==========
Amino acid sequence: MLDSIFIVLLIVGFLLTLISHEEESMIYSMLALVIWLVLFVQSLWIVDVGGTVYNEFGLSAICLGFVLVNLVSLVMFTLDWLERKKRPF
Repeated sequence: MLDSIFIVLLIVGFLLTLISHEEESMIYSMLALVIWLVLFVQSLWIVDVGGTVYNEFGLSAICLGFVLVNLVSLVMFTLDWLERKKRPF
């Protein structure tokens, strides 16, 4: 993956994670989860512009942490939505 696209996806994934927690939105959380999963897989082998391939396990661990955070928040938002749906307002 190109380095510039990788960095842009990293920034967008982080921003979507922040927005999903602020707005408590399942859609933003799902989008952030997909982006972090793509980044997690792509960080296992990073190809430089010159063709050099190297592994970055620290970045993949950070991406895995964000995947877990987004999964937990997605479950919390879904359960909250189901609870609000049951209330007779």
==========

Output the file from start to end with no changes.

Amino acid sequence: MLDSIFIVLLIVGFLLTLISHEEESMIYSMLALVIWLVLFVQSLWIVDVGGTVYNEFGLSAICLGFVLVNLVSLVMFTLDWLERKKRPF
Repeated sequence: MLDSIFIVLLIVGFLLTLISHEEESMIYSMLALVIWLVLFVQSLWIVDVGGTVYNEFGLSAICLGFVLVNLVSLVMFTLDWLERKKRPF
């Protein structure tokens, strides 16, 4: 993956994670989860512009942490939505 696209996806994934927690939105959380999963897989082998391939396990661990955070928040938002749906307002 190109380095510039990788960095842009990293920034967008982080921003979507922040927005999903602020707005408590399942859609933003799902989008952030997909982006972090793509980044997690792509960080296992990073190809430089010159063709050099190297592994970055620290970045993949950070991406895995964000995947877990987004999964937990997605479950919390879904359960909250189901609870609000049951209330007779």